“I don’t know how I done it. I don’t know how I made it. … I could have died.”
Meeting a new friend
In her early days in the program, she met another woman who would have a tremendous impact on her life. Rachel Tate remembers that first meeting well.
Brossett and a boyfriend were arguing so heatedly that Tate stepped in to break them apart. The fight was over a blanket, which Brossett eventually recovered.
“And that was my favorite blanket,” she said. “I loved that blanket.”
Tate saw something in Brossett, she said. She began taking Brossett to church and, two months after they met, Brossett was baptized.
And then she disappeared.
Brossett hit a snag in behavioral health court, resulting in her being sent to a months-long rehabilitation program in New Orleans. It seemed to be the last push that she needed.
Tate was determined to stick with her, crediting Brossett for her own recovery.
“She determined within herself,” she said. “She’s a very strong-willed person. She’s very unique in that she found a purpose, I feel like, in a way. She found something to put her life into.”
When asked about the change she’s seen in Brossett, Tate pauses.
“I’m telling you, it’s a different, different, completely different person.”
Brossett calls Tate “wonderful” and “awesome.” She said she’d never met anyone like Tate before, and that she’s following her example through volunteering. She views them as a team working toward the same goal.
Still, she’s struggled with returning to the kind of life that most people take for granted.
Brossett was placed in an apartment last year. After three years of homelessness, it took some time to get used to it. She spent time going back and forth between the apartment and a homeless encampment before she adjusted.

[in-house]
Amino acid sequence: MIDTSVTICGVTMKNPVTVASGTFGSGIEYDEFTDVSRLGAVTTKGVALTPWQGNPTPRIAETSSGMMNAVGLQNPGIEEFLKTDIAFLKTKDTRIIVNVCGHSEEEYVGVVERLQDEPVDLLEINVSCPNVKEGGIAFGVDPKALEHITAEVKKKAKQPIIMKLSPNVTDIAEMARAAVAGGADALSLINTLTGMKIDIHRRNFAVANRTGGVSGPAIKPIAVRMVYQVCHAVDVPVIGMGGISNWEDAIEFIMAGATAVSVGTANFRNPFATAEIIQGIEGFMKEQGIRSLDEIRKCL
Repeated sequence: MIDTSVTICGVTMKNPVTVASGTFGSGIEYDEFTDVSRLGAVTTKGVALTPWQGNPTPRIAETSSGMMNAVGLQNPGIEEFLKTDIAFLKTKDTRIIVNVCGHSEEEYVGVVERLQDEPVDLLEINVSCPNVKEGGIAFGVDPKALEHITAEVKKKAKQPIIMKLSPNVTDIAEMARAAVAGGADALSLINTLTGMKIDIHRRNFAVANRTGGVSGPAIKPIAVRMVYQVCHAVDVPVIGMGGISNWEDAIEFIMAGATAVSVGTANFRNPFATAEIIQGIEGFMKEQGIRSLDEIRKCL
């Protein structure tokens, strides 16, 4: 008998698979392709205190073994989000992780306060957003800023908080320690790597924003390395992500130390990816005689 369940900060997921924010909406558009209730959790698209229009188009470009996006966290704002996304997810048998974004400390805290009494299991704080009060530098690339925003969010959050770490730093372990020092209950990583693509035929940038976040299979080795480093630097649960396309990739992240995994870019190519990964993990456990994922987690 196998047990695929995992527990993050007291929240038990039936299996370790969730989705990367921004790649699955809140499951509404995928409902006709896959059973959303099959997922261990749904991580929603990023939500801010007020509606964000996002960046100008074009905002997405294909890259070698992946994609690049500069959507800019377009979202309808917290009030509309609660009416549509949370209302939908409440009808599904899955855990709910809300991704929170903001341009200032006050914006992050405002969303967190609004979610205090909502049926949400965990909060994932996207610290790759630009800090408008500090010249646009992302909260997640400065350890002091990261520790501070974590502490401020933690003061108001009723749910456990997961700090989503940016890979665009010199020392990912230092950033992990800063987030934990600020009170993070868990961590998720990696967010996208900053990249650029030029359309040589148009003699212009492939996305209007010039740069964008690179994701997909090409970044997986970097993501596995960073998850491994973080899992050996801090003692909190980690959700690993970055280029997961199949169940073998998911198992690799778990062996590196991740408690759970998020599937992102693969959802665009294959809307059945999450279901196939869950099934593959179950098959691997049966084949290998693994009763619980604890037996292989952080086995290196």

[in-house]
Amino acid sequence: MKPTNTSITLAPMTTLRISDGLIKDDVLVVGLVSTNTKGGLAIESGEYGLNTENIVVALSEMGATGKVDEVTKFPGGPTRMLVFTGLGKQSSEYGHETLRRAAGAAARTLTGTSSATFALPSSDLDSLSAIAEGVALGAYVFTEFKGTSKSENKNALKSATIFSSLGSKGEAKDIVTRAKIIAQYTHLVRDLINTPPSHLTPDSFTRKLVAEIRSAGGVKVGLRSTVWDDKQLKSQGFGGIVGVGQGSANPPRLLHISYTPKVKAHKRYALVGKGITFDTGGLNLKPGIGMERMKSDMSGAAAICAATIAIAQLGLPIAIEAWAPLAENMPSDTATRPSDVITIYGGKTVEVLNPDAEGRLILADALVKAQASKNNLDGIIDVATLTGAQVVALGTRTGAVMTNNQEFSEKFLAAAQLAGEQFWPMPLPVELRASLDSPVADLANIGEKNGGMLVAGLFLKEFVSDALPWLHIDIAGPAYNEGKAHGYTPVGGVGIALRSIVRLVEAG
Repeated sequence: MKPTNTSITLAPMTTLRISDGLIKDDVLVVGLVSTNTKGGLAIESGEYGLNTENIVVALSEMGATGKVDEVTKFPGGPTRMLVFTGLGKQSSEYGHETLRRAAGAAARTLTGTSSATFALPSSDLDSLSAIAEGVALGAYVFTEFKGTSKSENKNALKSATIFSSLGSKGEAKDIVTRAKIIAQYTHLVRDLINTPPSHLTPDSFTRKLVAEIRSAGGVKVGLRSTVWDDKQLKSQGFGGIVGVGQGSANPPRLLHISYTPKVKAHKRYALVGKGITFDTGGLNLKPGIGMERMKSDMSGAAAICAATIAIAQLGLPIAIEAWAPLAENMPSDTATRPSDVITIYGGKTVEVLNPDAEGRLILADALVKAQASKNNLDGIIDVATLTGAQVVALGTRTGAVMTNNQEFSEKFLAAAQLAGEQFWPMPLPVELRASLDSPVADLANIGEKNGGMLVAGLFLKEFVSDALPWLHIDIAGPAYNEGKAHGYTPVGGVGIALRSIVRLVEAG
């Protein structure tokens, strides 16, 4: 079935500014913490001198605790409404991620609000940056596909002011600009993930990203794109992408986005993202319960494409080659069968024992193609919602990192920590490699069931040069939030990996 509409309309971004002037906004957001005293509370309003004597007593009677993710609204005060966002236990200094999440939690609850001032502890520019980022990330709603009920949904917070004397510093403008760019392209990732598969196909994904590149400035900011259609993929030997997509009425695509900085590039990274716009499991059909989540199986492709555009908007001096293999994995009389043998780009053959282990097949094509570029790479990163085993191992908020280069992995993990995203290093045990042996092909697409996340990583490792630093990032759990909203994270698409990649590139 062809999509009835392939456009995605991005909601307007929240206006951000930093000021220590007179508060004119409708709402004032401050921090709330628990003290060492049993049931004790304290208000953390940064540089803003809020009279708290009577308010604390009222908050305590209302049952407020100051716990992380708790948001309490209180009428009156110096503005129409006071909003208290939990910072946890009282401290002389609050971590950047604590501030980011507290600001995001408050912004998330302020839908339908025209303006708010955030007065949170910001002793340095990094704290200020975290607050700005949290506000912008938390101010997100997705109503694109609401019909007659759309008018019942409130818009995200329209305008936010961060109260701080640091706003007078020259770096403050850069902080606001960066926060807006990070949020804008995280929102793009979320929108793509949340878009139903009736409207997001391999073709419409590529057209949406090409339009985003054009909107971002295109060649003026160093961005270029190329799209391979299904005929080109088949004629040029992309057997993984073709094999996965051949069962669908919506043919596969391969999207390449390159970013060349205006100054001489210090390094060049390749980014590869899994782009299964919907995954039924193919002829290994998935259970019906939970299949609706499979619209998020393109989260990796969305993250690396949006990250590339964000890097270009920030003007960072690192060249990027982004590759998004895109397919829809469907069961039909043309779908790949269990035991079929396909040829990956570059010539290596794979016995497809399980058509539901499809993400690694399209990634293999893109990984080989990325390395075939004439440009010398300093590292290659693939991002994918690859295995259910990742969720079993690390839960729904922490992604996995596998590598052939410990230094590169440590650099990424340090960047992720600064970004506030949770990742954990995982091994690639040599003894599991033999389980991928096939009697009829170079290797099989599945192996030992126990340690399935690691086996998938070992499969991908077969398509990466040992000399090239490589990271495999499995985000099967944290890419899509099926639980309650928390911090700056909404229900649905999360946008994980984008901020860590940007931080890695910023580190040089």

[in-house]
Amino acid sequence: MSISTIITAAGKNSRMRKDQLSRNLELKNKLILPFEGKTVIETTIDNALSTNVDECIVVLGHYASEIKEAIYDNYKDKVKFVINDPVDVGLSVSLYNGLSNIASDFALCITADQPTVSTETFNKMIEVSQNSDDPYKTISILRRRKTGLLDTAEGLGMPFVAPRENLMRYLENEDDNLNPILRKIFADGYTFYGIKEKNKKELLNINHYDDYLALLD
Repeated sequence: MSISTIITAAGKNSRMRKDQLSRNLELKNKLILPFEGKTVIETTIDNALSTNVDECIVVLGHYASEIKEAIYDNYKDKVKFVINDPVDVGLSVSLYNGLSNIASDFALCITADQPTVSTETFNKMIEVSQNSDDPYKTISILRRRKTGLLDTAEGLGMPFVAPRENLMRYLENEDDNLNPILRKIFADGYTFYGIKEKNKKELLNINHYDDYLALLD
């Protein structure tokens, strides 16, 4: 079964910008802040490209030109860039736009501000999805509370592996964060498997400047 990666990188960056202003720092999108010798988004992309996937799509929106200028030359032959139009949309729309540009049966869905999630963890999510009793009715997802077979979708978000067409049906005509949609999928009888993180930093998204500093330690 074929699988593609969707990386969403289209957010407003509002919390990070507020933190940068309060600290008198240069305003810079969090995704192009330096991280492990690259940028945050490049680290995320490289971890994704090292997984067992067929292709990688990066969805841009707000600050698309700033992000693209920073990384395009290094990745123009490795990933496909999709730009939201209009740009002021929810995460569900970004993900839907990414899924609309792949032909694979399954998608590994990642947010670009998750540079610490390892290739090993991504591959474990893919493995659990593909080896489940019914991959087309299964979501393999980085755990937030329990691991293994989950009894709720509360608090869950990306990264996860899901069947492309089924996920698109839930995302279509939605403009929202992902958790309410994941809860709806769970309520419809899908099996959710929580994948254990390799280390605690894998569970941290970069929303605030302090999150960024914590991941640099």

“I want my own place now,” she laughs. “I love it, but it took me a long time to cope.”
Brossett already had determined that she wanted to help other homeless people, those struggling as she once did. One day, someone in Koch’s office handed her a copy of her jail booking mugshot.
At first, Brossett didn’t recognize herself. But it occurred to her that she could use the photograph in her work. Many people swear it can’t be her, she said, but she shares it to tell them that they can change their lives.
Rapides Parish District Attorney Phillip Terrell said all his assistant district attorneys have the authority to refer defendants to the court. He said Judge Koch does a “phenomenal job” with it.
“It’s a tremendous program,” he said.
Looking to the future
Tate views herself as a mentor for the homeless she works with, saying it allows her to become closer to them. While not discounting the work organizations do to help the homeless, she believes true success only can come when people invest extended time and resources into their efforts, forging friendships with those they serve.
There’s a stigma attached to homelessness, Tate says, so she’s determined to do more than just feed them. She’s convinced that you have to strike up friendships in order to help people overcome the obstacles holding them back.
“No doubt, some of them are addicts but I haven’t met one addict that likes the fact that they’re an addict,” she said.
Tate said she saw the results with Brossett.
“Having someone there working with her and keeping up with her and taking her to church and bringing her to come help with all that stuff, God already had her on a path,” she said. “He just sent us to get her there. Now, coming from that place, she can help people a lot more. She has a heart for that because she’s been in that situation.”
Brossett says she has mixed feelings about everything she’s been through, but that she’s glad it happened. People tell her how much she’s changed.
She’s anxious to begin doing as much as she can. She says she wants to tell her story to the homeless on the streets, to inmates in prisons and anyplace else it might help.
“I want to save as many souls as I can,” said Brossett. “I love doing what I’m doing.”
She said the court taught her how to have a better attitude. Her relationships with her children are better these days, but she knows it will take time to rebuild those bonds.
Brossett said she’s left the life she used to lead behind for good.
“I’ve got too much. I’m working for God.”
Read or Share this story: https://www.thetowntalk.com/story/news/2019/03/29/woman-ready-give-back-after-journey-through-drugs-homelessness/2700463002/